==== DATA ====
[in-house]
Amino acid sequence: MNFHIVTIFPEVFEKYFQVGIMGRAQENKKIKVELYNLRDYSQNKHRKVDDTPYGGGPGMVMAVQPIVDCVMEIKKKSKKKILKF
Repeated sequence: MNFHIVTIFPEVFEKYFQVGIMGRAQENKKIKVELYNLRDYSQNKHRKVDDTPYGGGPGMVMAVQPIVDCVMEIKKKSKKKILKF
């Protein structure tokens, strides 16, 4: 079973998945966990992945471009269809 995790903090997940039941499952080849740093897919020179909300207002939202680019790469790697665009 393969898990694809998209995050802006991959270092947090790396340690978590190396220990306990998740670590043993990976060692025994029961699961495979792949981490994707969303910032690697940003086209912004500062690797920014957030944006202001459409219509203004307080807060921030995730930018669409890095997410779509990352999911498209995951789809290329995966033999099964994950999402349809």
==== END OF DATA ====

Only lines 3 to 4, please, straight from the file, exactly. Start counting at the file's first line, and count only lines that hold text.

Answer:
Repeated sequence: MNFHIVTIFPEVFEKYFQVGIMGRAQENKKIKVELYNLRDYSQNKHRKVDDTPYGGGPGMVMAVQPIVDCVMEIKKKSKKKILKF
């Protein structure tokens, strides 16, 4: 079973998945966990992945471009269809 995790903090997940039941499952080849740093897919020179909300207002939202680019790469790697665009 393969898990694809998209995050802006991959270092947090790396340690978590190396220990306990998740670590043993990976060692025994029961699961495979792949981490994707969303910032690697940003086209912004500062690797920014957030944006202001459409219509203004307080807060921030995730930018669409890095997410779509990352999911498209995951789809290329995966033999099964994950999402349809």